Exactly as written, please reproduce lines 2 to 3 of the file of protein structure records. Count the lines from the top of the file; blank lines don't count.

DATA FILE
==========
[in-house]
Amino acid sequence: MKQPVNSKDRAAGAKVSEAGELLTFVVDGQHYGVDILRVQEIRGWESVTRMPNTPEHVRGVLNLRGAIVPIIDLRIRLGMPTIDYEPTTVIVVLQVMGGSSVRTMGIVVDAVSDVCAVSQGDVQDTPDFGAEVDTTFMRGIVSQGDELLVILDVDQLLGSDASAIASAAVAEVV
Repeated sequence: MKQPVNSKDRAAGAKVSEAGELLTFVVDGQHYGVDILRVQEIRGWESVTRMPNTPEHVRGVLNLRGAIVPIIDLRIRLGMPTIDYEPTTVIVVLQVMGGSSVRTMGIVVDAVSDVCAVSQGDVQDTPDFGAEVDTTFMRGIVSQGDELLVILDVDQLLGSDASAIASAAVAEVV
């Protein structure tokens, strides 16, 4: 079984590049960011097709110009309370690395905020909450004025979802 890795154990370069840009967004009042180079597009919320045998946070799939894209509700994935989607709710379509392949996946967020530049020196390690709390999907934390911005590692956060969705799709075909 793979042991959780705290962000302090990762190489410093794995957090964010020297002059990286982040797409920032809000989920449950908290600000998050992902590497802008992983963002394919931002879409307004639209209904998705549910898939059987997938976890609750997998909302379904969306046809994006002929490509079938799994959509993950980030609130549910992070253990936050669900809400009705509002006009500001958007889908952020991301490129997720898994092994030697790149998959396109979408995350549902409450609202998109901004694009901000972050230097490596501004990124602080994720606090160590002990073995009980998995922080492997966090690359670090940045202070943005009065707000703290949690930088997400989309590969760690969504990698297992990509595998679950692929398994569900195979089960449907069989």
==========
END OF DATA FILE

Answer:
Amino acid sequence: MKQPVNSKDRAAGAKVSEAGELLTFVVDGQHYGVDILRVQEIRGWESVTRMPNTPEHVRGVLNLRGAIVPIIDLRIRLGMPTIDYEPTTVIVVLQVMGGSSVRTMGIVVDAVSDVCAVSQGDVQDTPDFGAEVDTTFMRGIVSQGDELLVILDVDQLLGSDASAIASAAVAEVV
Repeated sequence: MKQPVNSKDRAAGAKVSEAGELLTFVVDGQHYGVDILRVQEIRGWESVTRMPNTPEHVRGVLNLRGAIVPIIDLRIRLGMPTIDYEPTTVIVVLQVMGGSSVRTMGIVVDAVSDVCAVSQGDVQDTPDFGAEVDTTFMRGIVSQGDELLVILDVDQLLGSDASAIASAAVAEVV